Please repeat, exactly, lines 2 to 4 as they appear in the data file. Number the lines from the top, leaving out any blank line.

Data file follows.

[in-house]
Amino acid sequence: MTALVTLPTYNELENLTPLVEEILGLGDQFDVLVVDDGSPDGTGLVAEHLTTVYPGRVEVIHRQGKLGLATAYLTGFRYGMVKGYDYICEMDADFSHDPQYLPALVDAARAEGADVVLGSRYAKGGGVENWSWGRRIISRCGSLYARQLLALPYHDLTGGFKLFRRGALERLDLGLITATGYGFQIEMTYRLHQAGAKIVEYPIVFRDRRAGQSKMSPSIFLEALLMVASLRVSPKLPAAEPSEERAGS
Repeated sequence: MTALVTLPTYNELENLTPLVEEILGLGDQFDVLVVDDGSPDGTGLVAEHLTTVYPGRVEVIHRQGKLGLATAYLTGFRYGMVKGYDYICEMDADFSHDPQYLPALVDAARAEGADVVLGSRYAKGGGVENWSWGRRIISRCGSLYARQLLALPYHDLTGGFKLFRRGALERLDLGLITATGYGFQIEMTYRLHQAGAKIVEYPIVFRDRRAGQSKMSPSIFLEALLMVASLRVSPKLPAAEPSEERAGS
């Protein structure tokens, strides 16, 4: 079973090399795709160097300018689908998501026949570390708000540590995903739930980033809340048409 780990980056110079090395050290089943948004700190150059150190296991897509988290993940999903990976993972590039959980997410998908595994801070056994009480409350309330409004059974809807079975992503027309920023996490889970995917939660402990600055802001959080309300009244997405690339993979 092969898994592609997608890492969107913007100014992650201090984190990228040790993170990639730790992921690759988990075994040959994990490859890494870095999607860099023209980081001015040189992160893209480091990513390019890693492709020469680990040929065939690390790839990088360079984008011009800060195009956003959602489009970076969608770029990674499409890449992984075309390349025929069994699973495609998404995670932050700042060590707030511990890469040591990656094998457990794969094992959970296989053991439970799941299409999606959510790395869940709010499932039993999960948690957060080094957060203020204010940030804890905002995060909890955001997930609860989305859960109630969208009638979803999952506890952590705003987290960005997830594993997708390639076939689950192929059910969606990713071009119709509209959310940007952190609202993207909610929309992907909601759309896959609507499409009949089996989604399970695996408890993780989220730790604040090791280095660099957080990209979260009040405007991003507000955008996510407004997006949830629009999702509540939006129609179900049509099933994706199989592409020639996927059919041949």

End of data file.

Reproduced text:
Amino acid sequence: MTALVTLPTYNELENLTPLVEEILGLGDQFDVLVVDDGSPDGTGLVAEHLTTVYPGRVEVIHRQGKLGLATAYLTGFRYGMVKGYDYICEMDADFSHDPQYLPALVDAARAEGADVVLGSRYAKGGGVENWSWGRRIISRCGSLYARQLLALPYHDLTGGFKLFRRGALERLDLGLITATGYGFQIEMTYRLHQAGAKIVEYPIVFRDRRAGQSKMSPSIFLEALLMVASLRVSPKLPAAEPSEERAGS
Repeated sequence: MTALVTLPTYNELENLTPLVEEILGLGDQFDVLVVDDGSPDGTGLVAEHLTTVYPGRVEVIHRQGKLGLATAYLTGFRYGMVKGYDYICEMDADFSHDPQYLPALVDAARAEGADVVLGSRYAKGGGVENWSWGRRIISRCGSLYARQLLALPYHDLTGGFKLFRRGALERLDLGLITATGYGFQIEMTYRLHQAGAKIVEYPIVFRDRRAGQSKMSPSIFLEALLMVASLRVSPKLPAAEPSEERAGS
């Protein structure tokens, strides 16, 4: 079973090399795709160097300018689908998501026949570390708000540590995903739930980033809340048409 780990980056110079090395050290089943948004700190150059150190296991897509988290993940999903990976993972590039959980997410998908595994801070056994009480409350309330409004059974809807079975992503027309920023996490889970995917939660402990600055802001959080309300009244997405690339993979 092969898994592609997608890492969107913007100014992650201090984190990228040790993170990639730790992921690759988990075994040959994990490859890494870095999607860099023209980081001015040189992160893209480091990513390019890693492709020469680990040929065939690390790839990088360079984008011009800060195009956003959602489009970076969608770029990674499409890449992984075309390349025929069994699973495609998404995670932050700042060590707030511990890469040591990656094998457990794969094992959970296989053991439970799941299409999606959510790395869940709010499932039993999960948690957060080094957060203020204010940030804890905002995060909890955001997930609860989305859960109630969208009638979803999952506890952590705003987290960005997830594993997708390639076939689950192929059910969606990713071009119709509209959310940007952190609202993207909610929309992907909601759309896959609507499409009949089996989604399970695996408890993780989220730790604040090791280095660099957080990209979260009040405007991003507000955008996510407004997006949830629009999702509540939006129609179900049509099933994706199989592409020639996927059919041949």